It started off as just another Saturday night at the Mall. I pushed through the revolving doors, and rode the sky-high escalator to the 3rd floor, and in an instant, I was back in high school, shopping at Roosevelt Field with my girlfriends and giggling about boys. But then, reality hit and I realized I was not 18 (pity). I was 35, with my dear friend Steven, celebrating his 45 th birthday with a crew of his closest friends in tow (but still giggling about boys). We walked past Armani, strolled past the Preppy-chic mannequins in the windows of J. Crew. But we were not moved by shrunken blazers or woolen ponchos. Our eyes were focused on another prize. Like most New Yorkers who enter the Time Warner Mall after 8pm, we were not here to shop. We were here to eat. Soon, the entrance was in our sights. It was a few feet ahead, just past Montmarte. As we came closer, the tall heavy ebony doors parted, and like the children from The Lion, The Witch and The Wardrobe intrepidly slipping through a crease in reality and into a world of fantasy, we entered Café Gray. We walked up the hallway on a floor paved with tiny square porcelain tiles—like something out of a dreamy Roman bathhouse—topped with a soft runner of espresso-toned carpeting. At the top of the hallway, we were welcomed by a sea of happy faces and led to the Lavender Bar (as the front room is called), where we found a stunning and sultry den lined with wide plush circular banquettes and lit with a soft glow from bare amber bulbs reflecting off of beveled mirrors that lined the walls in Deco cubes. The bartender, an adorable smiling lad, served us perfect Martinis. Each came on its own silver tray, complete with shaker and a small bowl of spiced and salted roasted pumpkin seeds and corn kernels—a wildly addictive little snack that makes for quick drinking. (If there is a God, this mix will somehow replace popcorn in movie theatres.) While waiting for our table, we grabbed an open banquette in the bar, and our drinks were brought over to us. I was sure we would be asked to get up, but no. We were encouraged to relax and enjoy our cocktails. We would be seated when we were ready. I watched the waiters serving guests in the bar—a reservation-free zone where the entire dinner menu plus a wicked selection of bar snacks —pink lentil-crusted chicken wings with hot-sour chili sauce ($12), "La Mahjune" Pizza topped with ratatouille, sumac, lamb, and beef ($8)—are served. The waiters, decked out in handsome bistro aprons, looked delighted as well. Indeed, in the 15 minutes since we had arrived at Café Gray I did not spy one frown, one frantic hostess, one sideways glance, or one ounce of attitude. At Café Gray, there is nothing but pleasure from the moment you pass through those doors. This is a place of joy and wonder. And we haven't even gotten to the food yet. The dining room, while vast, feels intimate and small, even. It is filled with chocolate brown banquettes, and has relatively low ceilings and that same lovely amber light reflecting off mirrored pillars; the open kitchen lines the entire back wall of windows overlooking the Park. Indeed, while Per Se feels serene, serious and quite spacious, Café Gray feels alive with an almost jolly energy that makes it feel even a bit crowded, but crowded with life. You could sit at your table and just absorb the energy of the room and the brilliance of the flavors in your mouth and you really would never need to speak, though if you were able to keep your mouth shut after experiencing some of Gray's food, you are far more restrained than me. There is one menu and one menu only at Café Gray. There are no tasting menus, no prix fixe options, no vegetable journeys or seasonal medleys. The current Indian Summer Menu offers a choice of nine appetizers ($11-19) and 10 entrees ($22-34). We were six at the table—a chef, two food writers, two publicists and a foodie (I know it sounds like the beginning of a bad joke). We ordered all but three items. Dinner starts with fresh hot loaves of flax seed bread that arrive tucked snugly into wooden baskets on silver platters. (The crusty outside/soft inside loaves are baked for Café Gray by Blue Ribbon Bakery.) While one use for the bread is as a platform for the heavenly butter (it is cultured, European-style, from Vermont Butter and Cheese Company) on the table, another is as a sponge for the sauce surrounding the sweet corn and truffle ravioli ($17)— miraculously delicate corn-filled pouches, set in a silky sauce of butter that embraces its fresh corn flavor so dearly that it almost brought me to tears. Risotto with mushroom fricasee ($19), was served in two parts—a bowl of perfectly al dente risotto—creamy but not overly so—and a stunning silver pot of wildly earthy mushroom fricassee to spoon over and fold into the risotto. (If you are sly, you can lick the silver pot, which is worth the stares.) Kalamansi-cured yellowtail with rock salt and chile oil ($16) was among the top favorites of the table—sheer sleek slices of fish in a sweet-tart marinade, perfectly balanced against a spicy punch of chiles. Of the two soups we sampled, the Lobster Chowder ($13) was good—though a tad too creamy for my tastes—but the hands down star was the chilled coulis of two tomatoes and three basils garnished with fried eggplant. Cool, fresh, and disarmingly simple, the coulis fills your mouth and your mind with the essence of the late summer tomato—sweet, bright, sunny fruit. This dish was exquisite. Moving into main courses brings the need for more superlatives though. Incredibly moist and tender pork shank ($28) is simmered in stout with maple syrup and served on a savory bean stew reminiscent of cassoulet. This is a must have. It is hearty hit that goes straight for the comfort zone, tasting like it has been stewed over a blazing hearth on the clear and cold winter night. Langoustines and seared salt cod with leeks, roasted sweet potatoes, lime and port ($29) takes you in the complete opposite direction as the pork shank. You go from earthy, savory and familiar, to sweet and sour, and very avant-garde. I liked this dish a lot—the unapologetically sweet and sour notes against the cod and lobster—but there were some at the table who were not as taken with the dish, claiming it was too cloying. The same argument was made about the braised shortribs with meaux mustard sauce and soft grits ($34), but I aggressively disagreed with my friend the chef on this one. I loved the pungent tamarind-tomato chutney-like sauce that topped off the ridiculously tender shortribs. And the contrast with the mustard sauce was right on. It reminded me of Persian food where richly spiced sweet-tart flavors often dress slow-cooked meats. On the other hand the sautéed lamb chops ($31) found no negative voices. Juicy in the center and nicely seared, they are served on a vibrant Moroccan-spiced carrot emulsion and a gorgeous eggplant tart—circular ribbons of eggplant folded in on one another to form a stunning vegetable tart like something by the nature artist Andy Goldsworthy. But let us not forget the puffed rice crusted fluke ($24)—perhaps my favorite dish on the menu—a meaty and moist plank of fluke robed in crunchy rice that is surprisingly (and successfully) given the steakhouse treatment when plated on a bed of bury-me-in-this creamed spinach and a racy puree of preserved lemons. This last element is quite clever—the concentrated acid of the lemon actually lightens the weight of that gloriously creamy spinach and lifts the flavors of everything on the plate, sharpening the focus of the dish, like finally getting the right prescription for eyeglasses. Pastry chef Chris Broberg, who worked with Gray at Lespinasse, is quite talented but he is in the unfortunate position of serving people like us, who are too sated and delirious from dinner to appreciate any more food. Being heathens, though, we did manage to order several desserts and agreed that the crème brulée ($12) was perfection, and that the baked caramel pear ($11) and the hazelnut soufflé ($15) were worth having to go up a size in your jeans. (Though after this meal, I'll be lucky if it's only one.) Café Gray is a dream come true for Gray Kunz, the four-star chef who struggled for five long years to open his own restaurant. I believe it brilliantly represents him—his hospitality, his whimsy, his talent, and his steadfast vision. He has created a place of refuge, a place beyond retail, beyond white lights and mile-high escalators—a place that rests snugly in that wrinkle in reality that is fantasy.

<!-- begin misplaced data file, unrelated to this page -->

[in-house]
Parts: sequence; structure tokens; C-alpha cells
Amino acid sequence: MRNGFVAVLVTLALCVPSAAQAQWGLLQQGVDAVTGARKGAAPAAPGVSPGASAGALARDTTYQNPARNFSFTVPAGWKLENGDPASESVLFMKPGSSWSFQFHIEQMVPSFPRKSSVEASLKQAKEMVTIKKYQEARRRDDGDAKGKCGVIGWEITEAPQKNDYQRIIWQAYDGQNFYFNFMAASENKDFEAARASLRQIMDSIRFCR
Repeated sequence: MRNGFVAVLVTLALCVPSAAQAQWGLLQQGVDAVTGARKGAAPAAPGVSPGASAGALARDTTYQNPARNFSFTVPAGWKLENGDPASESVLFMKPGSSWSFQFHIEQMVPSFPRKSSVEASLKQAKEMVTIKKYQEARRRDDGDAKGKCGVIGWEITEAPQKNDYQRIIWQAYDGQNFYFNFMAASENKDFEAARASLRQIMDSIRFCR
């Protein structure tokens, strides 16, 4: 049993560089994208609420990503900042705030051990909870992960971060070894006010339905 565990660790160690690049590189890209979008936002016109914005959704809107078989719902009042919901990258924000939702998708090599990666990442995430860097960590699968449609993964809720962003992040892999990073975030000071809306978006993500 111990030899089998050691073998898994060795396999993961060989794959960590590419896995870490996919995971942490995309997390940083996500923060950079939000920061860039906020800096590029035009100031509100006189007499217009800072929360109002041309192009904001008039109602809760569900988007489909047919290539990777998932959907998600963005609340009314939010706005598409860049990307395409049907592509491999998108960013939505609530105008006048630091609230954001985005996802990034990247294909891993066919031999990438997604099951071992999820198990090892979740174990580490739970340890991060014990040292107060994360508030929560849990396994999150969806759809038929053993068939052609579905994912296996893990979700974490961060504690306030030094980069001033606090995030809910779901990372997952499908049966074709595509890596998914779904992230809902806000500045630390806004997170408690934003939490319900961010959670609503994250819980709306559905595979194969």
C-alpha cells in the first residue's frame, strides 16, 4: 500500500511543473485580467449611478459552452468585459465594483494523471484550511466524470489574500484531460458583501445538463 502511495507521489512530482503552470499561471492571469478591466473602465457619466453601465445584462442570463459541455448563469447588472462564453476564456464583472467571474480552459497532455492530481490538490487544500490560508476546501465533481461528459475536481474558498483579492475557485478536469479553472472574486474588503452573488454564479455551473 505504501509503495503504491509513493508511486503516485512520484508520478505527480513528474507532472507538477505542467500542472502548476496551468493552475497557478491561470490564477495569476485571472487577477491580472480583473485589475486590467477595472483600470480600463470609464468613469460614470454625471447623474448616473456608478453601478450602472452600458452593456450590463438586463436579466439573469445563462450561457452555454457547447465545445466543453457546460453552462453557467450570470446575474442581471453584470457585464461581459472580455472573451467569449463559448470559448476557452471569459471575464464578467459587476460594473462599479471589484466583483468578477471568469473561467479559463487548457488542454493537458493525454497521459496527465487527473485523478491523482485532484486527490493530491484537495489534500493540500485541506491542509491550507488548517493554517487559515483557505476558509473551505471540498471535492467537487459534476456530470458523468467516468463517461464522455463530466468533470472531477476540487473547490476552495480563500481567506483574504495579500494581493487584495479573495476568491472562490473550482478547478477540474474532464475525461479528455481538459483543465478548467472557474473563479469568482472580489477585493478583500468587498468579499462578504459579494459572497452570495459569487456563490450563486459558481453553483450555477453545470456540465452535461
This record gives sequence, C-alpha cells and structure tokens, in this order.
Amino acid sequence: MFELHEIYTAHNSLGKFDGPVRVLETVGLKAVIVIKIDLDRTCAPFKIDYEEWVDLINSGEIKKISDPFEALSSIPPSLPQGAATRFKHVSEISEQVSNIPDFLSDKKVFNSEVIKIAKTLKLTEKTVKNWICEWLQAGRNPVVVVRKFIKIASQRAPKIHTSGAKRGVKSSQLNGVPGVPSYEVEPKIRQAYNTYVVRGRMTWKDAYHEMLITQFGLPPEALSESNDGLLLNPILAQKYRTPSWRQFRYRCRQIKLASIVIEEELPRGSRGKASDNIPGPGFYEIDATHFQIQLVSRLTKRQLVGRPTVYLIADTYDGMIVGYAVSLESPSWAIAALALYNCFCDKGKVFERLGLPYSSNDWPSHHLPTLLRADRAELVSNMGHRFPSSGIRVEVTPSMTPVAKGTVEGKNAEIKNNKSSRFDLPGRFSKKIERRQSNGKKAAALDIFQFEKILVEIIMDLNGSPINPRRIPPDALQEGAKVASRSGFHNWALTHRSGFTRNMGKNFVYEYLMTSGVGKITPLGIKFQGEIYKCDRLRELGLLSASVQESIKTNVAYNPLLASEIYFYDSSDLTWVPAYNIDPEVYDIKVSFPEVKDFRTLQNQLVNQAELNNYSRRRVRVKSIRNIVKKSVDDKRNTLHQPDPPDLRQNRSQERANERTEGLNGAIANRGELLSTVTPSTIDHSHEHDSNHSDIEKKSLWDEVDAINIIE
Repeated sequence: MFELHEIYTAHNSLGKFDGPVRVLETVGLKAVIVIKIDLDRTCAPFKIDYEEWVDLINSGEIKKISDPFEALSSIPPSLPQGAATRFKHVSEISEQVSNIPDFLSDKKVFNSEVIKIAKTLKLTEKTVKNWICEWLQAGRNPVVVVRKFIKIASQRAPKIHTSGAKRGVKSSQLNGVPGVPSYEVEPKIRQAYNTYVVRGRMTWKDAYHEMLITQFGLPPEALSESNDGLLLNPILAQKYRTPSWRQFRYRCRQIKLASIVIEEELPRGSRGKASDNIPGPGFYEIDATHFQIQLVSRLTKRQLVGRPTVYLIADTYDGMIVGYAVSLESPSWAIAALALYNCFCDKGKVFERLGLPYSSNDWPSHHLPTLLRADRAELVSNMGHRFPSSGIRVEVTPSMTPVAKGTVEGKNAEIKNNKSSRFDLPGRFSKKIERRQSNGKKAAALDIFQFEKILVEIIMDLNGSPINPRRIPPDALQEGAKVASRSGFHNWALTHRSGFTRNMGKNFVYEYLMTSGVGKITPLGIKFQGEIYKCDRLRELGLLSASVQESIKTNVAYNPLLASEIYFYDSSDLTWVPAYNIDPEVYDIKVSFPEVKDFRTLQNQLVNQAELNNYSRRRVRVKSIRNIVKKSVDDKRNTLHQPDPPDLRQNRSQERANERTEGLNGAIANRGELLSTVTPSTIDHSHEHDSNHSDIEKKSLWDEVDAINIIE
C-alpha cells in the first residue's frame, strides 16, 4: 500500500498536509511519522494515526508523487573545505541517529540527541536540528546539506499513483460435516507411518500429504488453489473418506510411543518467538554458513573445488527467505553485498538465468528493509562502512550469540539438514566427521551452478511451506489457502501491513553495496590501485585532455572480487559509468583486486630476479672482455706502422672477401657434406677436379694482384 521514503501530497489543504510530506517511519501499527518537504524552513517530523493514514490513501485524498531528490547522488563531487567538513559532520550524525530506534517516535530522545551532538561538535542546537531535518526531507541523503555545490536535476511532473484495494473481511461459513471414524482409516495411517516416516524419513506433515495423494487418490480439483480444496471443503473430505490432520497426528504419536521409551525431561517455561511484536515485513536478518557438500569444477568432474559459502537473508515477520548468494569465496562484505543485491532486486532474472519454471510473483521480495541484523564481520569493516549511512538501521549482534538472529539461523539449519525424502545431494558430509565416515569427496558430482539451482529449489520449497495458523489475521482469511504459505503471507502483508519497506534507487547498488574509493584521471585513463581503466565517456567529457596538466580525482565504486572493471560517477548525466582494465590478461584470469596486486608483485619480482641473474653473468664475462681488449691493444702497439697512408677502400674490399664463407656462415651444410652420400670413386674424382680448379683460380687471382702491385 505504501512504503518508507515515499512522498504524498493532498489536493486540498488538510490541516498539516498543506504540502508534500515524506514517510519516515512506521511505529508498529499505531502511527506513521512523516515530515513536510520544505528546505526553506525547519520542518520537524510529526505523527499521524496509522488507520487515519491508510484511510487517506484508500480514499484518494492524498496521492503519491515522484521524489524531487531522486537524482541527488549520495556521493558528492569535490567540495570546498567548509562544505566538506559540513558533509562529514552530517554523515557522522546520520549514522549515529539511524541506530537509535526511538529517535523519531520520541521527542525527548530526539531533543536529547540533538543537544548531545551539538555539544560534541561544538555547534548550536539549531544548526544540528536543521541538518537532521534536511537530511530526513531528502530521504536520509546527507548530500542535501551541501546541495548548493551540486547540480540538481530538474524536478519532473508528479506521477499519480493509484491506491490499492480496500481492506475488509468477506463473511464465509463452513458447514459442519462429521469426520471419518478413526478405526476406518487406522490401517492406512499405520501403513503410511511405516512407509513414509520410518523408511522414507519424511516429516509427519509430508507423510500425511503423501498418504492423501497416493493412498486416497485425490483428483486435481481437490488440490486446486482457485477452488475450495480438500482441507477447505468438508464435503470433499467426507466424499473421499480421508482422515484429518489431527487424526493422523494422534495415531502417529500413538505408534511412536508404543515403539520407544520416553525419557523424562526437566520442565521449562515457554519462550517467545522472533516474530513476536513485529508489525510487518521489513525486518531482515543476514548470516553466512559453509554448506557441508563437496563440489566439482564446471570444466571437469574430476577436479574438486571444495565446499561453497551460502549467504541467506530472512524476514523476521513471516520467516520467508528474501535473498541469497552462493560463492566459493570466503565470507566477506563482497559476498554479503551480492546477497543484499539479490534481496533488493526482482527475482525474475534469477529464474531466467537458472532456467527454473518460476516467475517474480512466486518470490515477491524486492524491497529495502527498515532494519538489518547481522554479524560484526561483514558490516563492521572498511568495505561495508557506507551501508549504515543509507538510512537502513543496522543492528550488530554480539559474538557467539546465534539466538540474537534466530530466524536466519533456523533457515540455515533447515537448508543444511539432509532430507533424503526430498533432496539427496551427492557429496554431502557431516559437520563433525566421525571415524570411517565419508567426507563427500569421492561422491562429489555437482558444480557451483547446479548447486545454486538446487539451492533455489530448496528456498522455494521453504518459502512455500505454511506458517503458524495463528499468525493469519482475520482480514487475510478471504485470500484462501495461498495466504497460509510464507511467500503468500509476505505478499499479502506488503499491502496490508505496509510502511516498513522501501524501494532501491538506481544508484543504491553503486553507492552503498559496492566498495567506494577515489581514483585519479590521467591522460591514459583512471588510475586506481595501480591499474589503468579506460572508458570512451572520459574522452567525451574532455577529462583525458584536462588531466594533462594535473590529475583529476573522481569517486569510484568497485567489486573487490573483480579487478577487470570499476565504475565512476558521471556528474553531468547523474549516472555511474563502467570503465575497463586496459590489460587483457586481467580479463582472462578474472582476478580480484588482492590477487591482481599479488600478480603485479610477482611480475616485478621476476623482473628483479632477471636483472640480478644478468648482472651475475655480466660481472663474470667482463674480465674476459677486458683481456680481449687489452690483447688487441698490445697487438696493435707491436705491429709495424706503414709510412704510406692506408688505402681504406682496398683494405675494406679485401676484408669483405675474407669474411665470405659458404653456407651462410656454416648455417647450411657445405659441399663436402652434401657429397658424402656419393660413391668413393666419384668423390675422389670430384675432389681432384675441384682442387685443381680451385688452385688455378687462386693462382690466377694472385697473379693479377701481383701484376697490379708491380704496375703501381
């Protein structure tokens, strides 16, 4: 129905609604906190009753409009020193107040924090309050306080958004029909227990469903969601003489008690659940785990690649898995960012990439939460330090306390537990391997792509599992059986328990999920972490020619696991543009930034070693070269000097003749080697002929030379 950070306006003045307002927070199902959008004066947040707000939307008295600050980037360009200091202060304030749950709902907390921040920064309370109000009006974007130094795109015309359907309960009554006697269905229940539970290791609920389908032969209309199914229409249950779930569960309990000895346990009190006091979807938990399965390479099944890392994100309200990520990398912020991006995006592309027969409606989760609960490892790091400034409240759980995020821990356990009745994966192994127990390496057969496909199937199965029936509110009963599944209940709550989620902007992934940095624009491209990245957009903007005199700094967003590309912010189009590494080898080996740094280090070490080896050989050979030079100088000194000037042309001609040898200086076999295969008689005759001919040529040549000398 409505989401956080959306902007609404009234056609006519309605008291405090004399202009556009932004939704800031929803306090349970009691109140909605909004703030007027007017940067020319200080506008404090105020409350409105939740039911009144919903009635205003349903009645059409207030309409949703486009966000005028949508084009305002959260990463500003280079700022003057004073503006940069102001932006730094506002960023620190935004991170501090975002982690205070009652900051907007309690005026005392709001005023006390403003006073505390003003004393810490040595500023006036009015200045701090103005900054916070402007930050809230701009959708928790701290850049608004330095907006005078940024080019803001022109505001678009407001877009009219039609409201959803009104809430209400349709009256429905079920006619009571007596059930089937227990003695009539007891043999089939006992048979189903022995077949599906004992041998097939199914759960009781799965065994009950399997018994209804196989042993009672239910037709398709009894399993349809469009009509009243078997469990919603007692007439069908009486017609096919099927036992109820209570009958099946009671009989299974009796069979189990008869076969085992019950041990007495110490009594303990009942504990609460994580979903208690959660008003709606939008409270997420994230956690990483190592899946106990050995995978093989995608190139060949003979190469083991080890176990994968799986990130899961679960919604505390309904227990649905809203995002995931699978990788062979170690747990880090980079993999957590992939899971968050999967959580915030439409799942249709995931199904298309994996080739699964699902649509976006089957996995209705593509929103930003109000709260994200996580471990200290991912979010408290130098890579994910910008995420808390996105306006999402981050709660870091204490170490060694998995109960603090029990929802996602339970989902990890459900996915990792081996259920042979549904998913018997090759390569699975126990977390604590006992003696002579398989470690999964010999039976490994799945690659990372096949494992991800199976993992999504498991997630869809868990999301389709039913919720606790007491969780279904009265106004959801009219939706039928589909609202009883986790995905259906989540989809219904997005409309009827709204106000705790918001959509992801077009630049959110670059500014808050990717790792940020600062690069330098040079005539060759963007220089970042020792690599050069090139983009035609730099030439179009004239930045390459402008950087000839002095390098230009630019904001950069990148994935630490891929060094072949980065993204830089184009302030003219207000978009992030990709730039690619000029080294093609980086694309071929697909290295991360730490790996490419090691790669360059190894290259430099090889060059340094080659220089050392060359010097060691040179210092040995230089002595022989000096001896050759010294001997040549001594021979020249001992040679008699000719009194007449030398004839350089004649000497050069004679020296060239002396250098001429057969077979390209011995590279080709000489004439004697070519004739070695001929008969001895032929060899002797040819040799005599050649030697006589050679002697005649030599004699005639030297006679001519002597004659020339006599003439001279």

Review By: Andrea Strong